Friday, June 27, 2014

Child safety seats: Protecting your precious cargo

Andrea Klassen
Andrea Klassen, Alberta Health Services Population Health Promotion Program

As we embark on summer road trips with our families, it’s important to remember the precious cargo we carry in our vehicles – our children. Proper use of child safety seats reduces the likelihood of your child being injured or killed in a vehicle collision by up to 75 per cent. In Alberta, the law requires that drivers ensure all passengers under the age of 16 are buckled and secured correctly in the vehicle.

Children under one year of age, less than 22 lbs and not walking should be using a rear-facing seat; it’s the safest way for them to travel. Some rear-facing seats can be used even if your child’s weight limit is more than 22 lbs. Harness straps in a rear-facing seat should be at or below shoulder level. And make sure the seat angle is appropriate by checking the angle gauge on the side of rear-facing seats.

When your child is at least one year old, 22 lbs and walking, you can move them to a forward-facing seat. The forward-facing seats should be used until your child is at least 40 lbs; some can be used even if your child’s weight is more than 40 lbs. Forward-facing seats should have a five-point harness system. Harness straps should be at or above shoulder level. The tether strap on the back (at the top of the safety seat) must be used to install the seat. If there is no tether anchor in your vehicle your vehicle dealership can be contacted to have an anchor installed.

When children no longer need a forward-facing seat, they are safest travelling in a booster seat. Before moving to a seatbelt, make sure your child is the proper size and weight. Children who weigh less than 80 lbs, are under nine years old or are shorter than four foot, nine inches tall should be using a booster seat.

To check if your child is ready for a seat belt, have your child sit in the back seat with their entire back flat against the seat and lap-shoulder belt buckled. Knees should bend comfortably at the edge of the seat, with the lap portion of the belt riding low across the hips and touching the top of your child’s legs. The shoulder portion of the belt should be crossing between your child’s neck and arm. Your child should be able to comfortably remain in this position for the entire trip. Children under 12 years old should not sit in the front seat and are safest in the back seat until they’re older.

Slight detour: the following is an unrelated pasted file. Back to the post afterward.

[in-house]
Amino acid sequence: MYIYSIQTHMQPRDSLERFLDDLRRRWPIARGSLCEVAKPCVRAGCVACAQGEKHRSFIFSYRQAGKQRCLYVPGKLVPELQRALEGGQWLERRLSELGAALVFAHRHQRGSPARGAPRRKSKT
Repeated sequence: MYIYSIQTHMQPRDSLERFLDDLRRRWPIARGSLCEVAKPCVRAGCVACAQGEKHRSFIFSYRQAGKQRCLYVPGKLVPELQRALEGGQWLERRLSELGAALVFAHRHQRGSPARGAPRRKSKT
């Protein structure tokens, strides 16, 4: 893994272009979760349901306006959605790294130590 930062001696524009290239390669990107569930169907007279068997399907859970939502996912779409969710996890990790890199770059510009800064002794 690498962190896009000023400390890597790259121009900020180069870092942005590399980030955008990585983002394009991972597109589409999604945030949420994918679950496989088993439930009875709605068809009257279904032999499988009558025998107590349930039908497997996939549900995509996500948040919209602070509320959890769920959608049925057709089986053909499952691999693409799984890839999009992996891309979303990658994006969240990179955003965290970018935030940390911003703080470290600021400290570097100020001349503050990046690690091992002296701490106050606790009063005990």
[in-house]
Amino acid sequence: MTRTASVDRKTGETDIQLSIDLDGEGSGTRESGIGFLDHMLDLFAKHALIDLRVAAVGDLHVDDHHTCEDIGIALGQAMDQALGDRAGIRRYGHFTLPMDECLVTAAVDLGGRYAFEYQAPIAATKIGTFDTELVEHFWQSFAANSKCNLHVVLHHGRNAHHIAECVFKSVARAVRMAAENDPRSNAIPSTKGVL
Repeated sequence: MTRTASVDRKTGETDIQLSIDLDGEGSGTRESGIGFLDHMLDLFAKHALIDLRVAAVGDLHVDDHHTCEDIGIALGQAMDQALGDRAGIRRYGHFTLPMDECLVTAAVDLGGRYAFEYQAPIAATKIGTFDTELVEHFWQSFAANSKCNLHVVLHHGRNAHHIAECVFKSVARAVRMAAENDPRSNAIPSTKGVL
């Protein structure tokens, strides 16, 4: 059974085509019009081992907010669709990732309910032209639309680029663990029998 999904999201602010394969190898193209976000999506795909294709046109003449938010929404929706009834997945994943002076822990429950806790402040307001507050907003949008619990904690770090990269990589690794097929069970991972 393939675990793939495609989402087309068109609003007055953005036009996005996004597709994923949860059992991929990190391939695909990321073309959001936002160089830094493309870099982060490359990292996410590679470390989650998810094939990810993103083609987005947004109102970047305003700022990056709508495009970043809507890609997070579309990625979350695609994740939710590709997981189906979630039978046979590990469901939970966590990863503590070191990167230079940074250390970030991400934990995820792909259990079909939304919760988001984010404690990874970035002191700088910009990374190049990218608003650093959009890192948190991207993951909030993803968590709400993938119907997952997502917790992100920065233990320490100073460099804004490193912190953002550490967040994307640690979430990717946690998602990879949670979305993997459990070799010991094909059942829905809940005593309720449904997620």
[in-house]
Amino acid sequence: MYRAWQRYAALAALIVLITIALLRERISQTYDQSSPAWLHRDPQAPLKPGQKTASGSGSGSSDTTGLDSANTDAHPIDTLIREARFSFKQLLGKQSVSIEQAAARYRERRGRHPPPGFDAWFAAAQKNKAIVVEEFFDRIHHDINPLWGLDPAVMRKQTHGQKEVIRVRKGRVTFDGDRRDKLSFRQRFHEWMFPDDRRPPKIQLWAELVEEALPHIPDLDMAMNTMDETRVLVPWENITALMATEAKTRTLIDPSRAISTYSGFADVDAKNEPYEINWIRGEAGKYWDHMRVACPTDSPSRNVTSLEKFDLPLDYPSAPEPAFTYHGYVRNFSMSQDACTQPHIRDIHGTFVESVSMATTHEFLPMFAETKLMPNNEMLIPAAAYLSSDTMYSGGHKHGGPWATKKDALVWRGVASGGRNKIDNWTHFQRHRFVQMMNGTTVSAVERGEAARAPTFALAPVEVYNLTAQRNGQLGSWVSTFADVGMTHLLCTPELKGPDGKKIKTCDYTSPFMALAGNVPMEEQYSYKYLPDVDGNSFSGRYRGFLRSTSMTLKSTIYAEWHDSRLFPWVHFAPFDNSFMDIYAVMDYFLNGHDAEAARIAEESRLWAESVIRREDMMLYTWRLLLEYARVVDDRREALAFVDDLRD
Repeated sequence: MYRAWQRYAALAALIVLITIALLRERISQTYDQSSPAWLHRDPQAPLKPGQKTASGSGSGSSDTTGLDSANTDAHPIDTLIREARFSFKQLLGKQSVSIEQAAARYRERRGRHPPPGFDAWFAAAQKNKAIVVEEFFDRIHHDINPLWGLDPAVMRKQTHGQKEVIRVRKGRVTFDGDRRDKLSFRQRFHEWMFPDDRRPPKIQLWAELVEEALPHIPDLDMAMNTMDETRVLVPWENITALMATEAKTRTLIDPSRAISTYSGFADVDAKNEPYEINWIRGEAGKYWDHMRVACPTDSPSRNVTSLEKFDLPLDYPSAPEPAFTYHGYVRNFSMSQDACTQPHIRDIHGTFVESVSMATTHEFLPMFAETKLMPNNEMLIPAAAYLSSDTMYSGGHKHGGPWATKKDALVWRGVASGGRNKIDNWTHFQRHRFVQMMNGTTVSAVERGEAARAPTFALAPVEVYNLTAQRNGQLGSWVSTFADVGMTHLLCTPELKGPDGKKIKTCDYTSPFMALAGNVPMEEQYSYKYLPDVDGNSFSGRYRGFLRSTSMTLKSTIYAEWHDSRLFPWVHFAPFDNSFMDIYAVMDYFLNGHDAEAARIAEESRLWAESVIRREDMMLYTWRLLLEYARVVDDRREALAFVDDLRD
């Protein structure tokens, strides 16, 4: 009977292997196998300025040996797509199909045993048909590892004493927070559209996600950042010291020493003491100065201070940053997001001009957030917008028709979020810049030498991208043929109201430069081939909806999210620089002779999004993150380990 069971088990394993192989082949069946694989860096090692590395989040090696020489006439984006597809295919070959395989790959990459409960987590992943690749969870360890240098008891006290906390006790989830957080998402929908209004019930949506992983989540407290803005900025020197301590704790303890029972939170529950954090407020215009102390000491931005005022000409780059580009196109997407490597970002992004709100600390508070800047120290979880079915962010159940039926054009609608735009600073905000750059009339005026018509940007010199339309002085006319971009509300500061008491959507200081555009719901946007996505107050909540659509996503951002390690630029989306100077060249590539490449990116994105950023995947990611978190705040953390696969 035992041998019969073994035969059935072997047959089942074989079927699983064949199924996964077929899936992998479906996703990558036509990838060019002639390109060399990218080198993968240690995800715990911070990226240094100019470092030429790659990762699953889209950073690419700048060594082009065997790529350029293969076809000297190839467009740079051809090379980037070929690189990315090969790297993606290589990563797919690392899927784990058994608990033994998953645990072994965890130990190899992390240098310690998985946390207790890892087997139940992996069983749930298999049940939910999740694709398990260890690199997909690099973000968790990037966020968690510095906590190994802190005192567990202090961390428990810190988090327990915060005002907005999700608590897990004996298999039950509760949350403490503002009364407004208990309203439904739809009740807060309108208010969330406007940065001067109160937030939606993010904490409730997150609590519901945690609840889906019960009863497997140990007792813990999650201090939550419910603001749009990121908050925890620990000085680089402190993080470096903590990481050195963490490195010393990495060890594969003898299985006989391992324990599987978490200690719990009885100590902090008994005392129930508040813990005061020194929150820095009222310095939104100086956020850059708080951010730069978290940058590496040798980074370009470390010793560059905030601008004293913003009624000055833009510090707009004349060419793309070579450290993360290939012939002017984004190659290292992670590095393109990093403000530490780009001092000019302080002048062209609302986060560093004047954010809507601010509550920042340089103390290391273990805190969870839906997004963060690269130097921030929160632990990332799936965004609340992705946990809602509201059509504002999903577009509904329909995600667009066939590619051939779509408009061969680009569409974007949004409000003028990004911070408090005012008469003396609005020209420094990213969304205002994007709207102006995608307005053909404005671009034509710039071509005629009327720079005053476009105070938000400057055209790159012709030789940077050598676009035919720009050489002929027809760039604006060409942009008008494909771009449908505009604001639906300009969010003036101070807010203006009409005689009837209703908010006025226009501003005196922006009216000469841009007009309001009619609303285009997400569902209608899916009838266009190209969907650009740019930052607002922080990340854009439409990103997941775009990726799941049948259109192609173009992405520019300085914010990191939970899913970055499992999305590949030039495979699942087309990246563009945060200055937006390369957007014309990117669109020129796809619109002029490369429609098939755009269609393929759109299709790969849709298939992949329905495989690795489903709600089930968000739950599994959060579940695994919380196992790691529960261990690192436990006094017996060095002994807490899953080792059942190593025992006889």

Things to remember about child safety seats:
  • Never place your child’s safety seat in front of an airbag. Airbags deploy at 200-300 kilometres per hour. 
  • Ensure your child safety seat is Canadian-approved with a Canadian Motor Vehicle Safety Standards (CMVSS) label. Seats purchased in the United States are illegal to use in Canada. 
  • Your child safety seat must always be in the back seat of the vehicle. 
  • Your safety seat must not move more than one inch in either direction once properly installed. 
  • Harness straps should be fastened tightly and the chest clip should be at armpit level. 
  • Never use bulky padding, blankets or clothing that will interfere with the internal harness system. 
  • If a child safety seat has been in a collision, it MUST be replaced immediately, even if your child was not in the seat during the collision. 
  • Don’t buy seats second-hand or at garage sales because there’s no way of knowing if it’s been in a collision or stored properly. 
  • Expired seats are not safe to use. Make sure you know when your seat expires and replace it when it does. 

Andrea Klassen is a Health Promotion Facilitator with Alberta Health Services Population Health Promotion Program. She can be contacted at

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